Even though the 37th-annual Southern Farm Bureau Classic won`t begin until late September at the Annandale Golf Club in Madison, organizers are gearing up for a sales and marketing blitz.
By month-end, corporations should receive the 2004 Classic Sponsorship Offerings packet, with information outlining various advertising methods to reach the 100,000 Classic fans during the Sept. 27-Oct.3 PGA tournament.
“We’re sending out recommitment letters this week, contacting sponsors from 2003 and giving them an opportunity to sign up for 2004,” said Robert Morgan, executive director of the prestigious event, which he helped establish as the Magnolia Golf Classic at the Hattiesburg Country Club in the late 1960s. “We encourage everybody to come back and support us.”
Morgan also began searching for a new tournament director after Steve Hutton resigned March 15 to join the Promise Keepers, a Christ-centered men`s ministry organization.
“We hope to fill that slot in April,” said Morgan. “We still have the rest of our staff in place so we won`t drop the ball. Hiring a new tournament director is not an easy process to go through, but in retrospect, it might give us an opportunity to move the event up a notch. That`s the way we’re approaching it. If this had to happen, maybe it`s for a reason, and maybe it`ll give us an opportunity to get bigger and better.”
After sponsorship commitments are received, the organization will begin a direct mail marketing campaign “and do lots of cold calling,” said Classic staffer Russ Rutland.
“We’re non-discriminate when it comes to taking money,” he said, with a chuckle.
The best seat in the house – a spot in the air-conditioned Trophy Suite, featuring panoramic glass windows, a private restroom, hospitality space with a wet bar, stereo televisions and tented roof top seating – costs $22,000, plus food and beverage.
“The most requested sponsorships are for Pro-Ams, the Alltel Arena and the SkyClub,” said Rutland. “Those go fast.”
Last year, corporate sponsors witnessed an exciting Classic finish when pro golfer John Huston rallied with three birdies on the back nine to edge Brenden Pappas by a stroke with a total score of 268 for his seventh career PGA tour victory. His share of the $3-million purse was $540,000.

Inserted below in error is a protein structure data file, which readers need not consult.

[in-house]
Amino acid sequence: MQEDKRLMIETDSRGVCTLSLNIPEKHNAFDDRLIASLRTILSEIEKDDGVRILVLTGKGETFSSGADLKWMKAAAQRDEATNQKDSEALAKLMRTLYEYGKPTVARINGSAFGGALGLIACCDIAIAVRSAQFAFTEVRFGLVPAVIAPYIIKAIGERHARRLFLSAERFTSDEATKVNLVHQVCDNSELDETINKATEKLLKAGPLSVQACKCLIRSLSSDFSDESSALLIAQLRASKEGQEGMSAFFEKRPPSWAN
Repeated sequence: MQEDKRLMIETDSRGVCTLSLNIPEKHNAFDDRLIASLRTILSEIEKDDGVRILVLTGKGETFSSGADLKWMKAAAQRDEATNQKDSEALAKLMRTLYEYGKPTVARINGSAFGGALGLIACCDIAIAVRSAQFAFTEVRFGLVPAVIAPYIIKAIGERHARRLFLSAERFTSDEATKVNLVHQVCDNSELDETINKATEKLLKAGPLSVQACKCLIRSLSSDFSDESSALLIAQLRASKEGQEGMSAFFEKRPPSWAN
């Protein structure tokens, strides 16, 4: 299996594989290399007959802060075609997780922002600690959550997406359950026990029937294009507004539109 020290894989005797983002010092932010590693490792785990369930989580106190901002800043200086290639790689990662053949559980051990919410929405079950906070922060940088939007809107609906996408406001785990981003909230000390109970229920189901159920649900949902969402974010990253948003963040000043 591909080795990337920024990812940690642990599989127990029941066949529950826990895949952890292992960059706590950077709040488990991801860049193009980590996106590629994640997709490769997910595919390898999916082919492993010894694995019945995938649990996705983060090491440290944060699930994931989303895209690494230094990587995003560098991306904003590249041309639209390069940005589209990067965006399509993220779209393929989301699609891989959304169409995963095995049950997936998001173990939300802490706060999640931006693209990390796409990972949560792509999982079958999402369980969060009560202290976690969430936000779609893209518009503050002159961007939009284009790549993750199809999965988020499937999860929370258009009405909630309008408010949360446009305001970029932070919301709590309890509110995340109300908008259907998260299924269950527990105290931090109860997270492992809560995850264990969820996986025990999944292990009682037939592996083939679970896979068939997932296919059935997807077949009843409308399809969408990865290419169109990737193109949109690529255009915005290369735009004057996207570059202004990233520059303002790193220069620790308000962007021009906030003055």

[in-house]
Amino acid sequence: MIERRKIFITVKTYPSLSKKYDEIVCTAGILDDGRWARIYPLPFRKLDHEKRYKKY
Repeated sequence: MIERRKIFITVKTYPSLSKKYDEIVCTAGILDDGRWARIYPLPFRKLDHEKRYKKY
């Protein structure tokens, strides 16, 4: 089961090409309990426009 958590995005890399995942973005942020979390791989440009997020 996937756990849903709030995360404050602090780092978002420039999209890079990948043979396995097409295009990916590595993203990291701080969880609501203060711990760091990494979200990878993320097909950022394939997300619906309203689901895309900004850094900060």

Birdies for Charity, a non-profit organization that raises money in association with the Southern Farm Bureau Classic to benefit Mississippi charities, brought in $277,000 through funds raised based on pledges for every birdie made during the 2003 tournament.
“As a result of the 2003 tournament, the total charitable giving for this year was an impressive $444,000,” said Russ Rutland, technical coordinator for Birdies for Charity. “Participating charities received 100% of the collected donations.”
Kristen Thigpen of Magnolia Speech School said the program allowed the educational facility for hearing-impaired and language disordered children to raise a record amount of money.
“The money raised will go toward our family tuition assistance program, ensuring that every child that needs Magnolia Speech School can come,” she said.
In May, Rutland will send information packets to qualifying charities in the state. Charities must be publicly supported, recognized by the Internal Revenue Service as a 501(c)(3) organization, registered with the Mississippi Secretary of State, and meet the Better Business Bureau standards for charitable solicitations.
In June, Birdies for Charity will host the following kickoff events around the state:
• June 7, AmSouth Bank, 431 West Main Street, Tupelo.
• June 8, Delta State University, Student Union, Room 302A, Cleveland.
• June 14, Great Southern Club, Hancock Building, 15th floor, at the corner of U.S. 49 and 14th Street, Gulfport.
• June 15, Trustmark Executive Bank, 1 Trustmark Plaza, Hattiesburg.
• June 21, Meridian Community College, Ivy Building, Room 241, Meridian.
• June 22, Southern Farm Bureau Life, 1401 Livingston Lane, Jackson.
Contact MBJ contributing writer Lynne W. Jeter at firstname.lastname@example.org.